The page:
The May/June 2018 issue of Bake From Scratch helped me make a firm and pleasant apple pie. Patience and technique were paramount qualities, here.

Apple Pie
Bake From Scratch,
May/June 2018
Makes 1 (9-inch) pie

There are few things more Southern than a from-scratch slice of  pie. The combination of spiced apple filling and buttery double crust is as close to simple perfection as a dessert can get. Remember, cold ingredients and limited handling of the dough create the flakiest crust.

Piecrust Dough (recipe follows)
⅓ cup granulated sugar
⅓ cup firmly packed light brown sugar
3 Tbsp. cornstarch
1 tsp. apple pie spice
¼ tsp. kosher salt
4 cups sliced Gala or Fuji apples (about 2½ lbs.)
1 Tbsp. fresh lemon juice
1 large egg
1 Tbsp.  water

Preheat oven to 375°F.

Let Piecrust Dough stand at room temperature until slightly softened, about 15 minutes. On a lightly floured surface, roll half of dough to ⅛-inch thickness. Transfer to a 9-inch pie plate, pressing into bottom and up sides. Trim excess dough to ½ inch beyond edge of plate.

In a large bowl, whisk together sugars, cornstarch, apple pie spice, and salt. Add apples and lemon juice, tossing to coat. Spoon apple mixture into prepared crust.

On a lightly floured surface, roll remaining dough to ⅛-inch thickness. Using a sharp knife or a fluted pastry wheel, cut 6 (1-inch-wide) strips. Arrange strips in a lattice design on top of filling. Trim strips to ½ inch beyond edge of plate. Fold edges under, and crimp as desired.

In a small bowl, whisk together egg and 1 Tbsp. water. Brush dough with egg wash.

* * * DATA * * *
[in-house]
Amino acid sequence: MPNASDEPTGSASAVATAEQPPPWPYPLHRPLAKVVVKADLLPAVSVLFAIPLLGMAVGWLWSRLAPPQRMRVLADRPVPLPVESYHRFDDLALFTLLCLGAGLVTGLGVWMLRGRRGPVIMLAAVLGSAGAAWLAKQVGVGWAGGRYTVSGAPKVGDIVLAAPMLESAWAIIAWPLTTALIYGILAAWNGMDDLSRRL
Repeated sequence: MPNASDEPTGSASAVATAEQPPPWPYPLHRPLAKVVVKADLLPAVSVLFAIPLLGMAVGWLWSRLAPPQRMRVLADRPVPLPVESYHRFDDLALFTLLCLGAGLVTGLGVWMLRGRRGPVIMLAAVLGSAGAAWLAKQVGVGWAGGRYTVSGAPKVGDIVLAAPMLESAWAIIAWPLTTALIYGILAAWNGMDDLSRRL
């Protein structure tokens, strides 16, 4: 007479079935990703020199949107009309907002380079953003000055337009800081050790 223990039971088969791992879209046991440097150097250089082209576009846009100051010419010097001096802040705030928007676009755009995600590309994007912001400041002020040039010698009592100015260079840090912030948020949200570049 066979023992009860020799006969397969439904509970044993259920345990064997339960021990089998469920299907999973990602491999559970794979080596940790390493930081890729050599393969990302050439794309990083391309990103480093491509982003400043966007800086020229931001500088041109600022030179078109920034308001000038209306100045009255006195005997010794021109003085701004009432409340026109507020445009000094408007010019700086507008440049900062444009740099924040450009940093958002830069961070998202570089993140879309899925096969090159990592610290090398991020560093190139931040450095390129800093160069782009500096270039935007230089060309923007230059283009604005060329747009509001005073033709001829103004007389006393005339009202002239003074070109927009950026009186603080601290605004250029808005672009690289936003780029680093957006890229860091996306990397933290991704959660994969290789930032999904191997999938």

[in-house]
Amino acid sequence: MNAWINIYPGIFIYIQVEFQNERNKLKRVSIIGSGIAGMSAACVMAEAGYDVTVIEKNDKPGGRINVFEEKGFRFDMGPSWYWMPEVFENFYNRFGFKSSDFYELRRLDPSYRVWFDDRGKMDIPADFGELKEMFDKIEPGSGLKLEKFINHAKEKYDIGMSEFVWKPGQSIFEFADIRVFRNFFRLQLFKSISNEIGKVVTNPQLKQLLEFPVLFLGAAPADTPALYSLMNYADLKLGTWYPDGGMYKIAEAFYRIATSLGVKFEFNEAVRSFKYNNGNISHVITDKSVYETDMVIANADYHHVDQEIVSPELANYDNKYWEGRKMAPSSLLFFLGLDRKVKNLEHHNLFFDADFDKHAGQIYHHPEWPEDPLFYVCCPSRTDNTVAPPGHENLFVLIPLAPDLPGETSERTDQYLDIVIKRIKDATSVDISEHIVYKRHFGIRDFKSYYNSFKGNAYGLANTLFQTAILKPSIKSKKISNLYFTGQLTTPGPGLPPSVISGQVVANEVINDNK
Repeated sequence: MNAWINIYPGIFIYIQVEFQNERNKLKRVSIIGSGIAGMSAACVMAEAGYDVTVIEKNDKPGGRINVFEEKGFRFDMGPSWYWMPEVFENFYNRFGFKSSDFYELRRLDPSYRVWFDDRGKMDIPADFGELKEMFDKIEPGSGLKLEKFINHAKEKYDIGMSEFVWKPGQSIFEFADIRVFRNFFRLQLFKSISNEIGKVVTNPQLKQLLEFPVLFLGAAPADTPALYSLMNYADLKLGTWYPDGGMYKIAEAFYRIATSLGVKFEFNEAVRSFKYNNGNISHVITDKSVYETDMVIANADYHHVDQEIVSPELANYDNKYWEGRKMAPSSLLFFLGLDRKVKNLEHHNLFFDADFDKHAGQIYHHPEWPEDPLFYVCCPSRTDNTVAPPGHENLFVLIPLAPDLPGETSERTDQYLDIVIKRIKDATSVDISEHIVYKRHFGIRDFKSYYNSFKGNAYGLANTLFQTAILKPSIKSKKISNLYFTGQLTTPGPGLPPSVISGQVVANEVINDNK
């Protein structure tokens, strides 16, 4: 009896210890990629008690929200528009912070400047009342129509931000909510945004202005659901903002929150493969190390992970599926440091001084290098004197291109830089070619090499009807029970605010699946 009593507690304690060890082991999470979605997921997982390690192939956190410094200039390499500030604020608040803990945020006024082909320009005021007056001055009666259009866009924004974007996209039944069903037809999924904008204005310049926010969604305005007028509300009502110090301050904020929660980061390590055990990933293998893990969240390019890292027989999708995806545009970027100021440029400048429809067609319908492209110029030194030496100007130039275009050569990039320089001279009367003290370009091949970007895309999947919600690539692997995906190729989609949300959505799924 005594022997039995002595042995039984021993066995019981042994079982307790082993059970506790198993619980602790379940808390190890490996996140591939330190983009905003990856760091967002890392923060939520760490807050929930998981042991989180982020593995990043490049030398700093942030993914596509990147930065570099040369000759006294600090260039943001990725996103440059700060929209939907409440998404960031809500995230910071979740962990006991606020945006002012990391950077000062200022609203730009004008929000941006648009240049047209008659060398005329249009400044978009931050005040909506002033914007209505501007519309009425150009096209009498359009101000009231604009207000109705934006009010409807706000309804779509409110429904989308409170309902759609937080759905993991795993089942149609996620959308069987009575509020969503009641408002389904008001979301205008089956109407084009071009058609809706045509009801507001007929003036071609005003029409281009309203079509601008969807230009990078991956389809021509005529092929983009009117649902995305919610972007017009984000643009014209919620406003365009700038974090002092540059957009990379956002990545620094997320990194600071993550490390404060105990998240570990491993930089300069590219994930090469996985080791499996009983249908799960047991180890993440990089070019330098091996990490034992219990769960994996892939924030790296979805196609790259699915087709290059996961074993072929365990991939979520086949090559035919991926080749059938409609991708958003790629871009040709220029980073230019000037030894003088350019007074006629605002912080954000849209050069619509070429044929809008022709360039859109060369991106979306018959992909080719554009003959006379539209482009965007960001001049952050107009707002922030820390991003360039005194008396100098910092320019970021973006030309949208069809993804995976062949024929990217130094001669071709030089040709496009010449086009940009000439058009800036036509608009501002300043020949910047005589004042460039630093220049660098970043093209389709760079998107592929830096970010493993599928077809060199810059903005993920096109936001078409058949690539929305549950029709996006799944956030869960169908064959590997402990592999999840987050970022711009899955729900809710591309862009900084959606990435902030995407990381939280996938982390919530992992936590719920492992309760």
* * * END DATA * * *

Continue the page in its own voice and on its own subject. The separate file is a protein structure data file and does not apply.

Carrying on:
Bake until crust is golden brown and apples are tender, 50 minutes to 1 hour, loosely covering with foil after 30 minutes of baking to prevent excess browning.

Piecrust Dough
Makes 1 (9-inch) double crust

4 cups all-purpose flour
½ cup granulated sugar
½ tsp. kosher salt
¾ cup cold unsalted butter, cubed
¾ cup ice water

In the work bowl of a food processor, place flour, sugar, and salt; pulse until combined. Add cold butter, and pulse until mixture is crumbly. With processor running, add ¾ cup ice water in a slow, steady stream until a dough forms.

Divide dough in half, and shape each half into a disk. Wrap tightly in plastic wrap, and refrigerate for at least 30 minutes or overnight.

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First, prep the piecrust dough. To achieve my “ice water,” I placed ¾ cup water in my measuring cup and placed it in the freezer for a bit. Notice how the dough is mixed in the food processor: easy, but be patient until it becomes “crumbly.” I wrapped and chilled the dough in the fridge overnight.

Experience has taught me that a dough that’s chilled overnight needs more than 15 minutes before it can be rolled. You can’t rush this part. Wait for it.

Once the dough is ready to roll, you’ll keep chanting “⅛-inch thick, ⅛-inch thick” as you eyeball it. It’s a good, well-behaved dough. I did indeed use a fluted pastry wheel to cut my strips.

What’s “apple pie spice,” you ask? I mixed 1½ Tbsp. cinnamon, 1½ tsp. nutmeg, and 1 tsp. allspice, then used 1 tsp. of the mix for this pie. Four cups of apples equaled 4½ little Galas.

Smell the butteriness as this pie bakes for 55 minutes. I did cover it with loose foil at the 30-minute mark.

My crust was not flaky. My apples were only timidly sweet. A firm and pleasant pie, as I said. Enjoy the exercise.

PREP TIME: chill dough overnight; devote two hours to prep and baking
TASTE: firm and pleasant

Next time, I’ll return to the savory world, to make the “Beet and Goat Cheese Tart,” from the May 2018 issue of Cooking Light. Come back to my site next week, to witness the rewards.